TOC Monopoly over personal data Your Turn

June 28, 2012

My last three fillips made three points. Personal data is a genuine kind of property. As such it belongs to an owner and economic efficiency requires this owner to be none other initially than the person who originates it in the first place. Similar to other kinds of intellectual property, personal data must be protected by a regulated monopoly, designed to minimize the risks of blackmail inherent to negotiations involving monopolies.

Critics are entitled to point out these principles are highly theoretical. It is true I dismissed them in advance by recalling the practical proposal I made some five years ago. But will my critics be far off the mark if they praise my proposal as hopelessly idealistic? As long as entrenched powers ensure no attempt is made to try something they rightly perceive as dangerous to their interests, is putative practice any different from academic theory?

Still, even if my theory of eprivacy has not yet been put into practice, it can still prove itself useful by its ability to bring insight into existing facts.

Much for instance has been written on the two ways in which advertisers currently communicate with consumers, either by asking them to opt-in before the communication occurs or to opt-out after it has started.

While the practice in the United States relies on opt-in, Microsoft has recently upended the status quo with its "announcement [...] that the next version of its web browser, Internet Explorer 10, will send a so-called do-not-track request to all advertisers, unless users turn the feature off" (*).

The ensuing brouhaha described by Richard Waters is best viewed in terms of how not to regulate a negotiation between monopolies.

Despite the refusal to grant consumers clear legal ownership of their personal data, the whole notion of opt-in and opt-out expresses the desire to base online marketing communications on the consent of the consumer. Whether you find this discrepancy irrational or pragmatic is irrelevant, in theory the consumer is called to exercise a natural monopoly through his consent.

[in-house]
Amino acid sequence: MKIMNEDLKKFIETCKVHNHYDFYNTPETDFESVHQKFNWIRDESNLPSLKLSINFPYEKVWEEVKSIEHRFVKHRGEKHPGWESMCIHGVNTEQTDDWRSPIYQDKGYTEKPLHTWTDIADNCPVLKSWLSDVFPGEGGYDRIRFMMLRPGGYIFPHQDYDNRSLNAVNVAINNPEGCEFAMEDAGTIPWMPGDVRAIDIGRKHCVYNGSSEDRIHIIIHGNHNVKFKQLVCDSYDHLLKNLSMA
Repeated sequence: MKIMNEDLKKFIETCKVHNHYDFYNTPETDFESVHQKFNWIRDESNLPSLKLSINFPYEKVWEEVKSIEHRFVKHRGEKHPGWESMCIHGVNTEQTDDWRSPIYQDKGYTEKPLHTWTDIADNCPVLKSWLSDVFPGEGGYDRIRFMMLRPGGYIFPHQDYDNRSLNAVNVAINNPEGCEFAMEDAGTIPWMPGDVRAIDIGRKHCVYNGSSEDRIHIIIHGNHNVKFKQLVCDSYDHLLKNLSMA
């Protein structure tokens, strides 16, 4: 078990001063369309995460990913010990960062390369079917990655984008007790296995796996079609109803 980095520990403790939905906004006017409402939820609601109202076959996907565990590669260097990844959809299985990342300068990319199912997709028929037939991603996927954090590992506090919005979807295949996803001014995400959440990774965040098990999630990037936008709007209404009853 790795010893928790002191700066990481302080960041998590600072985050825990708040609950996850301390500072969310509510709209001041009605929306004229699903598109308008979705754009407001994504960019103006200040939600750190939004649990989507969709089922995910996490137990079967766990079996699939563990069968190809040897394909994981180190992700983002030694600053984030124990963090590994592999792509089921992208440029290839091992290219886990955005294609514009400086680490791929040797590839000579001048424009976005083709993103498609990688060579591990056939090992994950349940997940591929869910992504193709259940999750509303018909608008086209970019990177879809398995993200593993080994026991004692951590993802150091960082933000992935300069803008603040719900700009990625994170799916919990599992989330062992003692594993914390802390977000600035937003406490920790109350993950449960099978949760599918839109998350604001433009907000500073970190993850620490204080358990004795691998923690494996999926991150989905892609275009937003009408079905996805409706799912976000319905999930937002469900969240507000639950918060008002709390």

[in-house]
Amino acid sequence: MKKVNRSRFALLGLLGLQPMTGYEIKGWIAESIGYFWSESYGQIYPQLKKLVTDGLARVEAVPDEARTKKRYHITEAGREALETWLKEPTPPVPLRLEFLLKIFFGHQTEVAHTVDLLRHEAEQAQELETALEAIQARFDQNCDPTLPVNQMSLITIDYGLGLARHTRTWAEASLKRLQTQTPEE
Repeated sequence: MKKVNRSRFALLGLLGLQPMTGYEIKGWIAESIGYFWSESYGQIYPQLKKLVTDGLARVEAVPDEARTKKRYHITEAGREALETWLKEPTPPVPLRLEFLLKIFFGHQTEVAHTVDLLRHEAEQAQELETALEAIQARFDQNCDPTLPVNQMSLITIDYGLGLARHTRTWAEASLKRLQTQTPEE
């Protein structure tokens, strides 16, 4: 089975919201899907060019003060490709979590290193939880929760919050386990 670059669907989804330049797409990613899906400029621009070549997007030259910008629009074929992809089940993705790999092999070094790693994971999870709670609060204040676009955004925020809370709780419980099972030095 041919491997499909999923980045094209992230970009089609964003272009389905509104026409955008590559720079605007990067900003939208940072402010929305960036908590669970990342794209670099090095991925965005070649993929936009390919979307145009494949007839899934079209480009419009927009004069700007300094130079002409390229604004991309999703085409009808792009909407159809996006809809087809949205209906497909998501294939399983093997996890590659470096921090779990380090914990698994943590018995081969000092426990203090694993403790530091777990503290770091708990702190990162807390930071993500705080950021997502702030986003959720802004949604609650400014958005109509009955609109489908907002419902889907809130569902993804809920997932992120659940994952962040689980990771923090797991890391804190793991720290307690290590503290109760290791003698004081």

If consumers shared the optimistic view that targeted ads are good for them, there would be no issue. Monopolies promptly act in their own interest. As this is not the case, a real opt-in would lock advertisers out. Since pronoacracy lets advertisers buy the laws they like, in practice a real opt-in is out of the question. In Europe, opt-in is neatly bundled with access to the offer desired by consumers, in the United States, opt-out is the norm.

Advertisers are right to fear free opt-ins as pure blackmail by consumers. Their solution is to regulate the corresponding monopoly out of existence. Bundled opt-in is like binding each hiring decision with a consent for sex, opt-out like letting the victim of a rape free to call for a stop after the fact.

My comparison is purely focused on how consent mechanisms work or not. Obviously no equivalence between the underlying acts is intended.

In this context, the announcement by Microsoft amounts to a coup d'état.

Who cares about the laws on fake opt-in and true opt-out? Under cover of what is ironically presented as an "opt-out", allbeit a preemptive one, Internet Explorer version 10 will give a real opt-in to consumers and doing so reestablish them into a de facto monopoly. "Advertisers who comply with the request [from Explorer] would be unable to send tailored advertising based on a user's browsing habits".